February 23, 2012

Leadership training key to managing future: Balser

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Jeff Balser, M.D., Ph.D., speaks at the Clinical Enterprise Leadership Assembly. (photo by Susan Urmy)

Leadership training key to managing future: Balser

Last Thursday, about 750 Vanderbilt University Medical Center leaders attending the Spring 2012 Clinical Enterprise Leadership Assembly watched a brief highlight video of Nadia Comăneci’s performance at the 1976 Summer Games, where the young Romanian became the first female ever to be awarded a perfect score of 10 in an Olympic gymnastics event.

Jeff Balser, M.D., Ph.D., vice chancellor for Health Affairs and dean of the School of Medicine, asked the audience to imagine the conversations between Comăneci and her legendary coach, Béla Károlyi, before and after that historic performance. Balser’s point was that good coaching can be invaluable for even the best performers.

Balser made the point that in an atmosphere of economic uncertainty and federal budget deficits, the quality of our leadership is “one variable we control” in managing our future. He emphasized that leaders must view their role as one of shepherding a process of continuous change, rather than treating change as an “interruption” in the normal affairs of management.

Just as for musicians or professional athletes, coaching will play an ever-growing role in the repertoire of VUMC leaders. Chief Human Resource Officer Traci Nordberg explained how supportive coaching conversations can be vital for leaders at all levels, and will gradually become an integral part of Credo behavior.

Nordberg and Balser sat in chairs at center stage to conduct a conversation illustrating their point that these exchanges, while sometimes challenging, can and should be supportive and constructive.

To initiate this effort, Balser is preparing to conduct one-on-one conferences with his direct reports about leadership behavior, and encouraged all attendees to be open to doing the same.

Balser and his direct reports plan to engage in a pilot process for leadership coaching to develop a “tool kit” that will be distributed to leaders at all levels. Over time all leaders will receive guidance on strategies for facilitated coaching conversations, receive and review supportive management literature and learn methods to apply these concepts in a continuous manner.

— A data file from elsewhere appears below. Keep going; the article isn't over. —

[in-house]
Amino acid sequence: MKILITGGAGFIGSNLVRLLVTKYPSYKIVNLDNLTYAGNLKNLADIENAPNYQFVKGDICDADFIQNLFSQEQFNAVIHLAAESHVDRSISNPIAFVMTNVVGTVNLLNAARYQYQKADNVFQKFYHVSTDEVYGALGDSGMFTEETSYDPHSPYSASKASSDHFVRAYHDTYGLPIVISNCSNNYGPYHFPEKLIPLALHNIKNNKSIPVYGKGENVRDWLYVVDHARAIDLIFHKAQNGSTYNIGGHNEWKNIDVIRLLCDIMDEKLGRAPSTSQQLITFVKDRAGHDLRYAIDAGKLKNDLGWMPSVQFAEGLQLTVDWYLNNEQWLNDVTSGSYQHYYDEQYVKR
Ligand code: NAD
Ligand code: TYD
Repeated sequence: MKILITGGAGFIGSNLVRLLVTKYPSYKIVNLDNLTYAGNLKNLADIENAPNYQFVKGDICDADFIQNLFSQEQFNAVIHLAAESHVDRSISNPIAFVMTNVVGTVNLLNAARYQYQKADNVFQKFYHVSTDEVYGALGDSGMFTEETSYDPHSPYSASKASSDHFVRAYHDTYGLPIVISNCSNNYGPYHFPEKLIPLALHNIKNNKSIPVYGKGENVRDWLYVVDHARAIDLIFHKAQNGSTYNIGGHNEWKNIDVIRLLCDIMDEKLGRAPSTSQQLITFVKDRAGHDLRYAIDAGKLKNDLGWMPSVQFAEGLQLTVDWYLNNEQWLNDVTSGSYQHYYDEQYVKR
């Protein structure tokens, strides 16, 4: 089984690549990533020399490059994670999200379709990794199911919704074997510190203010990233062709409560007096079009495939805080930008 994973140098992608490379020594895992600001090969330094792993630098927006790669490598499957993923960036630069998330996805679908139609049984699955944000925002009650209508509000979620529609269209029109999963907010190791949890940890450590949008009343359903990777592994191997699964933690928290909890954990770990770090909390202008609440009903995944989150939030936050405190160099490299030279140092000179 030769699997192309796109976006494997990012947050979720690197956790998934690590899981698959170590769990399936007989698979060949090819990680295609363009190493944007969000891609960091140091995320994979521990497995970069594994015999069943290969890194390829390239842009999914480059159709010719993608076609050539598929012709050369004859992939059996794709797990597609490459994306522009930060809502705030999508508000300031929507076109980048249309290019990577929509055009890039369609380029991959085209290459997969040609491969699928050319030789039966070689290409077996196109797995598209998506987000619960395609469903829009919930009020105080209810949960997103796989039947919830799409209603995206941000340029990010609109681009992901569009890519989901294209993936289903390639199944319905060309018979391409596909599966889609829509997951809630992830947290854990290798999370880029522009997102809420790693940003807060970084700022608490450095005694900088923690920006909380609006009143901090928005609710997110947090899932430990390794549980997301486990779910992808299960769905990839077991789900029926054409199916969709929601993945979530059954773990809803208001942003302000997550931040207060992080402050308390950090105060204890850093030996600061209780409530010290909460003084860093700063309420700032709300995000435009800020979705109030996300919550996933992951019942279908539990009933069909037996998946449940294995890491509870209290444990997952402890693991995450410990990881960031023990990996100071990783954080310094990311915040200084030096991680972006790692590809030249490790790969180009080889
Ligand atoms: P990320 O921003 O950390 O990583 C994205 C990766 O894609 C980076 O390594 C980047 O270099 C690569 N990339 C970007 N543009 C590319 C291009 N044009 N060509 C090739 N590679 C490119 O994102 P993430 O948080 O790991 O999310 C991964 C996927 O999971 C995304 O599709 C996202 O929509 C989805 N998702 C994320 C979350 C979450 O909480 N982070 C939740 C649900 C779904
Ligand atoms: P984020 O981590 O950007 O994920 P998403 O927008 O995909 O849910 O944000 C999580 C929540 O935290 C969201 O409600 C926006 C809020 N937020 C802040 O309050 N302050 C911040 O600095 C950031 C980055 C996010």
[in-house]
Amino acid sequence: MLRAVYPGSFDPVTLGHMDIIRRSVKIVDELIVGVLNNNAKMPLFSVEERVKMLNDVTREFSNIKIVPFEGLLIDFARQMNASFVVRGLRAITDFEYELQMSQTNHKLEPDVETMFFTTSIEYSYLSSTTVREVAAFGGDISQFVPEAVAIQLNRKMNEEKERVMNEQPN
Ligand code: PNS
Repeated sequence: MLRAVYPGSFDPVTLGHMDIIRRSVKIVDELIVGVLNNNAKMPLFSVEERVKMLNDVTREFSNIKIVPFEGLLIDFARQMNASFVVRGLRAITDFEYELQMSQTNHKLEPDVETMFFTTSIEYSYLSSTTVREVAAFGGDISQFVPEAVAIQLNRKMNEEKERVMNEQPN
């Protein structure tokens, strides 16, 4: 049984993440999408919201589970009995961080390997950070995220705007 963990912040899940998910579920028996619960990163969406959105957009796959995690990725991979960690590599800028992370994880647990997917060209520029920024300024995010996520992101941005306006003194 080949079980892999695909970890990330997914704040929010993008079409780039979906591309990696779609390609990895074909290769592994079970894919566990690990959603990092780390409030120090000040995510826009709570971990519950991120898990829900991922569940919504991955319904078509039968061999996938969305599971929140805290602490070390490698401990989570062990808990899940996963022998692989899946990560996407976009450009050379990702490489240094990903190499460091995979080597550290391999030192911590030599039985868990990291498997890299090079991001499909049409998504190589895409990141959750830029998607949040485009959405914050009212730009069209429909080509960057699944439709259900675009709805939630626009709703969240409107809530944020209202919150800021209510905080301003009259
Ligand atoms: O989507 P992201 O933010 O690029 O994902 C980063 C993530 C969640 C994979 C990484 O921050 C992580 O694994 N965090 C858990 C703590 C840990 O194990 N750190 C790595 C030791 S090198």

The assembly opened with a progress report by C. Wright Pinson, MBA, M.D., deputy vice chancellor for Health Affairs and CEO of the Vanderbilt Health System. He summarized performance toward clinical enterprise goals in service, quality, growth and finance and innovation.

A few highlights:

• Vanderbilt Medical Group is now providing new patient appointments within 15 days of the initial appointment nearly 66 percent of the time, already surpassing this year’s goal of 60 percent.

• Pinson discussed the importance of every caregiver taking an interest in coordinating care and supporting the physician in charge of coordination, especially when multiple services are involved.

• Use of the Provider Communication Wizard for follow-up communication to referring providers (after clinic visits and hospital discharge) is continuing to improve, but remains slightly behind this year’s goal of 75 percent. Pinson asked leaders to assist any providers who haven’t yet adopted this automated tool.

• Hand hygiene compliance has surpassed 90 percent, a major improvement over 2009, with concomitant improvement in hospital infection rates to be among the very lowest in the nation. This success was cited as a vibrant example of what VUMC can accomplish as an organization committed to performance improvement.

• The Center for Medicaid Services is now linking payment to hospital readmission rates, and VUMC is taking steps to improve its performance in this area.

Finally, Pinson reminded the audience that revenue from the hospitals and clinics helps fund projects across the entire Medical Center — including clinical, educational and research areas — replacing equipment and aiding program development.

“We have a lot of projects that are in the queue; they’re in the queue for quality reasons, for safety reasons, for competitive reasons, for academic reasons,” he said.

The Medical Center is highly focused on greater operational expense control in response to challenges already emanating from federal deficit reduction programs, while preparing for continued challenges in U.S. health care economic reform.

Pinson outlined steps for improving performance. Details are available on the elevate website.